My heroin addiction would begin one fateful summer day. Me and one of my best friends at the time were hanging out with a friend of ours. He pulled out a small balloon and threw it on a piece of foil. He told us it was heroin. I took a hit and the feeling was like nothing I had ever felt before. It was euphoric. I wanted more. I needed more. I would soon begin to establish connections for heroin. I was spending at least $40 a day, if not more, to feed my addiction. I would eventually go broke and would have to resort to lying, cheating, manipulating and stealing to feed my drug addiction. To save money, it was suggested to me that I try shooting it to get more bang for my buck. I was hesitant but curious. Pretty soon I would find myself nodding out on a daily basis, wondering if, how or when I would be able to get my next fix to stop the withdrawals.
At this point in time, death would have been welcomed. I was caught in the vices of a plague that continues to sweep the nation and is only getting worse- the opioid epidemic. Me and my addict friends would resort to any means necessary to get our next fix. I was allowed to borrow my parents vehicle so me and my friends could pick up. I was given free drugs in exchange for providing the transportation. I was in denial that I was an addict. I believe my parents knew something was wrong. I was constantly bringing friends over that they had never seen before. I strongly believe they were afraid to intervene. I suppose I could not blame them. I was too stubborn and unwilling to admit I had a problem. I did not want to get help at the time, I just wanted to be left alone. I became distant and disconnected with family, friends and loved ones who cared about me, which is common behavior for addicts. Throughout my addiction, I treated my family as if they did not exist in my world. I felt as though I did not exist in theirs either. My sick, addict thought process was that if they don’t care, then why should I? I was not going to stop because I felt as though they did not care. The fear of overdosing or getting caught with drugs was certainly always there. I did not let it deter me. I had a “live fast, die young mentality” during my addiction. I felt an adrenaline rush and a strange euphoria every time I was on my way to pick up. It was like a high before the high. I would eventually receive a wake up call when I got caught and arrested for possession.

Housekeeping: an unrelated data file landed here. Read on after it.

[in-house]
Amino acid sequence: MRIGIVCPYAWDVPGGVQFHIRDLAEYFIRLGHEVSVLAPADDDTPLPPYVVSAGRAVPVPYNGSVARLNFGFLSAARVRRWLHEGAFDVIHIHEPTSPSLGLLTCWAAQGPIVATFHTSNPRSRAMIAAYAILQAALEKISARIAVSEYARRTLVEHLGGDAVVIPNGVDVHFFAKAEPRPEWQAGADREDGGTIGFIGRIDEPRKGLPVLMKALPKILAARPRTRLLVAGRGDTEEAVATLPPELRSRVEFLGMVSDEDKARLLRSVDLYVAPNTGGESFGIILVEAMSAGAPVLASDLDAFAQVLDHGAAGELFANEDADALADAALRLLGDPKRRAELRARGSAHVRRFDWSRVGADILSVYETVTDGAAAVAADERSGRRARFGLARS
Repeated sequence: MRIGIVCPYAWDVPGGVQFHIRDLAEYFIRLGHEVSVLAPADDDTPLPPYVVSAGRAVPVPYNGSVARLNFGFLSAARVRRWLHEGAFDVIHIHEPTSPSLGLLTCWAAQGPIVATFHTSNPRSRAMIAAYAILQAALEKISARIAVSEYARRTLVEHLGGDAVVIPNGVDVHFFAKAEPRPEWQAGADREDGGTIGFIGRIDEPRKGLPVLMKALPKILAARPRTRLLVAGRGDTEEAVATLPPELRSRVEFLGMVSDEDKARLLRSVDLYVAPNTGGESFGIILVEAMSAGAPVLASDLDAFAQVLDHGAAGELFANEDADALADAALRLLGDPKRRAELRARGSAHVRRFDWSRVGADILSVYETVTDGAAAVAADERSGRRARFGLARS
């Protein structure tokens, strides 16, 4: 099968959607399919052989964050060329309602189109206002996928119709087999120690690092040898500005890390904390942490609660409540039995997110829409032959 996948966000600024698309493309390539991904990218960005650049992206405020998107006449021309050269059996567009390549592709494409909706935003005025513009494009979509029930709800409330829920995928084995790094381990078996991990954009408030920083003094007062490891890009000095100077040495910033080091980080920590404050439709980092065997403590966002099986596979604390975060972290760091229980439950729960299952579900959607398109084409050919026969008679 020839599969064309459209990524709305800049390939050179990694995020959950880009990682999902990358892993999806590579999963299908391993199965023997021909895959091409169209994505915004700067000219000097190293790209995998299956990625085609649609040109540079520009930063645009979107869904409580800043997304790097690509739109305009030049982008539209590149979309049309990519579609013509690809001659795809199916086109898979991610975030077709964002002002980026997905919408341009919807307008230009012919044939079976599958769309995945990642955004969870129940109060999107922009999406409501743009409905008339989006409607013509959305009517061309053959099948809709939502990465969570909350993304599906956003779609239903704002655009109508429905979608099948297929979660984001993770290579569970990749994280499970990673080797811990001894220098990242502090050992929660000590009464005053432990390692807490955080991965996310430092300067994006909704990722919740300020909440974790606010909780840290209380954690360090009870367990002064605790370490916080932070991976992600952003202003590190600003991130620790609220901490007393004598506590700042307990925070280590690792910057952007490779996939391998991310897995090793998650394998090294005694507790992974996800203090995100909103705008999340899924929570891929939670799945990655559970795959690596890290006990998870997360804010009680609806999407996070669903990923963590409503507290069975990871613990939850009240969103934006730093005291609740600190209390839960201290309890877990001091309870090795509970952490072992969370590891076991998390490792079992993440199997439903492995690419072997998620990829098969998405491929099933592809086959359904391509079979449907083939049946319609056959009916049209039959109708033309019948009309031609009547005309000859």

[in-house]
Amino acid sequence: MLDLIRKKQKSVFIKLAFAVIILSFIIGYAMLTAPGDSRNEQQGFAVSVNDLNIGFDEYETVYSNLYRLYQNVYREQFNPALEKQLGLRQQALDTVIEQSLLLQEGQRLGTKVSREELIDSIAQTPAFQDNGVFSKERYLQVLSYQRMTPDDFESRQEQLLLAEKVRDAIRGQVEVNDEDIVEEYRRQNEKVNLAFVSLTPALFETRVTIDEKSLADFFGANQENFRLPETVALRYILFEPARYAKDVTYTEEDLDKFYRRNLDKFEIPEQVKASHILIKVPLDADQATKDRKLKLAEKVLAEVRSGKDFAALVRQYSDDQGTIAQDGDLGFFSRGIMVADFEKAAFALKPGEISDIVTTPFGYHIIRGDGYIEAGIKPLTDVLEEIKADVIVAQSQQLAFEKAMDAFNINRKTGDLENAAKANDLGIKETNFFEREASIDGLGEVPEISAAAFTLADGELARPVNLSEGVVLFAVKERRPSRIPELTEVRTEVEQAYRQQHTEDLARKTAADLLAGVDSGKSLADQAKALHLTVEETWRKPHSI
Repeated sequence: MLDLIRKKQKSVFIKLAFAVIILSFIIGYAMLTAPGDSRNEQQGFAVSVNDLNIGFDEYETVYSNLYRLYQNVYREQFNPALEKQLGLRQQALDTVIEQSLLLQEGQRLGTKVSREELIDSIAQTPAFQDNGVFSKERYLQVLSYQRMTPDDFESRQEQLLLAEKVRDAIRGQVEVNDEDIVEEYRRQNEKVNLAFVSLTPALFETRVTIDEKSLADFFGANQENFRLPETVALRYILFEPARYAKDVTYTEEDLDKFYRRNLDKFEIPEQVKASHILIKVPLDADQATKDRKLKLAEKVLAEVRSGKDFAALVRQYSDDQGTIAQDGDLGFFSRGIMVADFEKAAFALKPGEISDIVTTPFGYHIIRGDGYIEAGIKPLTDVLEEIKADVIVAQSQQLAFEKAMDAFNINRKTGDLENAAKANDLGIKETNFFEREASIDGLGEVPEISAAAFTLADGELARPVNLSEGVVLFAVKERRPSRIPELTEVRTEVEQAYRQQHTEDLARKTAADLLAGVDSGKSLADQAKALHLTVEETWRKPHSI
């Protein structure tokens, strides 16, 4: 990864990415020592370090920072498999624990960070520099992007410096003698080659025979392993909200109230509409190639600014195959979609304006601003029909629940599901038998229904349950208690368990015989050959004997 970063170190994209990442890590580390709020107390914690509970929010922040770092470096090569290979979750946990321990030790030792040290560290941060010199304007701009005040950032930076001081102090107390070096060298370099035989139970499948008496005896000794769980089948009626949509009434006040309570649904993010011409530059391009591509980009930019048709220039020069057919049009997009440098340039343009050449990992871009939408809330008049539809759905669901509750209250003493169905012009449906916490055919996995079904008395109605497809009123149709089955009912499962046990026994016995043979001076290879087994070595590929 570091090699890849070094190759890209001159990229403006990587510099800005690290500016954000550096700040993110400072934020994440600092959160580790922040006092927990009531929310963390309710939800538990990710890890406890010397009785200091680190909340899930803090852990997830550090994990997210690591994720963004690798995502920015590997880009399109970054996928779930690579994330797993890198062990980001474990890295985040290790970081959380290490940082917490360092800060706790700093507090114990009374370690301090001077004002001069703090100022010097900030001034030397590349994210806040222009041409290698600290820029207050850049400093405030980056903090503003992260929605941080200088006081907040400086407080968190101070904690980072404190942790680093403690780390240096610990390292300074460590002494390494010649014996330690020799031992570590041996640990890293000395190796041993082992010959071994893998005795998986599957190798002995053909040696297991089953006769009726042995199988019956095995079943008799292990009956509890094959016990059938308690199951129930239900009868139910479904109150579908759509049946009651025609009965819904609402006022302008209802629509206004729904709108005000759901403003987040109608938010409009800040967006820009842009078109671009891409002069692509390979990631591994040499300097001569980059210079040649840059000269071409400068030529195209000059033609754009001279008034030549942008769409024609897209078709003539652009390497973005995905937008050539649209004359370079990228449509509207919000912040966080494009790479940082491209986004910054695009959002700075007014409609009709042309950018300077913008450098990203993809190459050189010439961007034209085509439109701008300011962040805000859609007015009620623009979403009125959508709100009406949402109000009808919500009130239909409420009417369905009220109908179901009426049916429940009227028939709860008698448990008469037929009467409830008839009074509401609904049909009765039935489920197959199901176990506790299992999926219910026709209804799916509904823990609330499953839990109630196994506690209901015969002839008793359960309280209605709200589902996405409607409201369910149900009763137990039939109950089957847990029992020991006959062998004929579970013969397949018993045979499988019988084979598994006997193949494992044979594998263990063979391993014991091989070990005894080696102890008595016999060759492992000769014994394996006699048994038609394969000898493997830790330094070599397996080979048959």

A Blessing In Disguise
I did not see it at the time, but my arrest was a blessing in disguise. I finally admitted in court that I was a heroin addict. My charge was dropped from a felony to a misdemeanor. I was diverted to a court-ordered medication assisted treatment program, an increasingly popular type of treatment which aids in opiate withdrawals. Through everything, I frequently question if some of the events in my life were even real. Our perception of reality definitely becomes altered and skewed in active addiction. We live and play by our own rules, regardless of consequence. I lived with my head in the clouds. Life after addiction brought me back down to reality. I have gained more clarity in life than I ever thought possible after overcoming my addiction. I love the life I live today. I have a higher sense of purpose. I am grateful to wake up every day not having to worry about withdrawals or if, how and when I will get my next fix. My addiction no longer controls me. I know from experience how easily addiction can happen to anyone. Being clean and sober can be lost as quickly as it is gained. Recovery is a gift that should never be taken for granted. Recovery is a matter of life and death. I am grateful to not have become another statistic. I made it my goal to be a part of the solution and not the problem by helping others who have been in my shoes.
Photo is pixabay creative commons
Guest Author Bio
Kyle Swanson is a freelance writer recovering from drug addiction and alcoholism. He has found purpose in writing and sharing about his experiences. In his free time, he works with his local recovery community in hopes of guiding others to a life of sobriety.